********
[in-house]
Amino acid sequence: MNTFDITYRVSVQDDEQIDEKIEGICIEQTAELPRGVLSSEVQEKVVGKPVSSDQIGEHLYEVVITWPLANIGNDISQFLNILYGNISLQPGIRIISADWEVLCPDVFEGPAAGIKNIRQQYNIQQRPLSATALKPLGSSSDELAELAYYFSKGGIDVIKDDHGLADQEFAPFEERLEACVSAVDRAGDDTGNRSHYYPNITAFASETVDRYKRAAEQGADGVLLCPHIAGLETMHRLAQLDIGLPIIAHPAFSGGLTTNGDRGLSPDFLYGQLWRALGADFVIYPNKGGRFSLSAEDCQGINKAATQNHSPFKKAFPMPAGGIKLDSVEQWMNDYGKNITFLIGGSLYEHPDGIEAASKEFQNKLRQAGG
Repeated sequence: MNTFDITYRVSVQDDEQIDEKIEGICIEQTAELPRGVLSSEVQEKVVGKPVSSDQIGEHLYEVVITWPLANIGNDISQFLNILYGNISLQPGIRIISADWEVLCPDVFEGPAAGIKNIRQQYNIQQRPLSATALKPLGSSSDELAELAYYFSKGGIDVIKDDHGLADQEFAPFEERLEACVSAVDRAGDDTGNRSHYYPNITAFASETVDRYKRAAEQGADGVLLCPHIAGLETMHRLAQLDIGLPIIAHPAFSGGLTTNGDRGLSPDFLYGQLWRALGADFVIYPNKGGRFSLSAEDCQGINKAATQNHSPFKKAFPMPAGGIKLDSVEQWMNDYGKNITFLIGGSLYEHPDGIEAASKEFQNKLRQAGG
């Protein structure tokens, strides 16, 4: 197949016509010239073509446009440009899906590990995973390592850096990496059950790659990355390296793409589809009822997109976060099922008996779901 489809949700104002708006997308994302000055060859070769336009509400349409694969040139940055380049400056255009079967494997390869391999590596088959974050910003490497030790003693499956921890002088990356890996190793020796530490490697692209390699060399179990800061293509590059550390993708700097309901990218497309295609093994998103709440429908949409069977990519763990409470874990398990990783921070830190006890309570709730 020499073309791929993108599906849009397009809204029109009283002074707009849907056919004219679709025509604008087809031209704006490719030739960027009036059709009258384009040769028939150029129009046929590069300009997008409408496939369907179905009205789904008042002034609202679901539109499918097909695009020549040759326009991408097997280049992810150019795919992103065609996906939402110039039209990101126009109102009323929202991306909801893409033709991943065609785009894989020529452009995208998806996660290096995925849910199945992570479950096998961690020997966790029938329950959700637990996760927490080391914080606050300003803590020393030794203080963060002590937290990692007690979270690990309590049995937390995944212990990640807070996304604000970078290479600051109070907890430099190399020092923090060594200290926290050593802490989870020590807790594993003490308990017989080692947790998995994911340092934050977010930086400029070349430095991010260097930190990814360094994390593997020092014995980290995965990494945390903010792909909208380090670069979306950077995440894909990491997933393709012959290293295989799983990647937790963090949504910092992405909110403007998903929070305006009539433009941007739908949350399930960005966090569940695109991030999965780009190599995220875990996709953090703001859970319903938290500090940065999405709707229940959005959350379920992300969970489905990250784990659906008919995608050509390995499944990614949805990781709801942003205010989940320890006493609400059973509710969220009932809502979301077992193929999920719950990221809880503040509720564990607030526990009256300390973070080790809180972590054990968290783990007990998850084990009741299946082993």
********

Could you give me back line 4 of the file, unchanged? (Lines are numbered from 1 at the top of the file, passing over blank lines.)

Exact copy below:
């Protein structure tokens, strides 16, 4: 197949016509010239073509446009440009899906590990995973390592850096990496059950790659990355390296793409589809009822997109976060099922008996779901 489809949700104002708006997308994302000055060859070769336009509400349409694969040139940055380049400056255009079967494997390869391999590596088959974050910003490497030790003693499956921890002088990356890996190793020796530490490697692209390699060399179990800061293509590059550390993708700097309901990218497309295609093994998103709440429908949409069977990519763990409470874990398990990783921070830190006890309570709730 020499073309791929993108599906849009397009809204029109009283002074707009849907056919004219679709025509604008087809031209704006490719030739960027009036059709009258384009040769028939150029129009046929590069300009997008409408496939369907179905009205789904008042002034609202679901539109499918097909695009020549040759326009991408097997280049992810150019795919992103065609996906939402110039039209990101126009109102009323929202991306909801893409033709991943065609785009894989020529452009995208998806996660290096995925849910199945992570479950096998961690020997966790029938329950959700637990996760927490080391914080606050300003803590020393030794203080963060002590937290990692007690979270690990309590049995937390995944212990990640807070996304604000970078290479600051109070907890430099190399020092923090060594200290926290050593802490989870020590807790594993003490308990017989080692947790998995994911340092934050977010930086400029070349430095991010260097930190990814360094994390593997020092014995980290995965990494945390903010792909909208380090670069979306950077995440894909990491997933393709012959290293295989799983990647937790963090949504910092992405909110403007998903929070305006009539433009941007739908949350399930960005966090569940695109991030999965780009190599995220875990996709953090703001859970319903938290500090940065999405709707229940959005959350379920992300969970489905990250784990659906008919995608050509390995499944990614949805990781709801942003205010989940320890006493609400059973509710969220009932809502979301077992193929999920719950990221809880503040509720564990607030526990009256300390973070080790809180972590054990968290783990007990998850084990009741299946082993």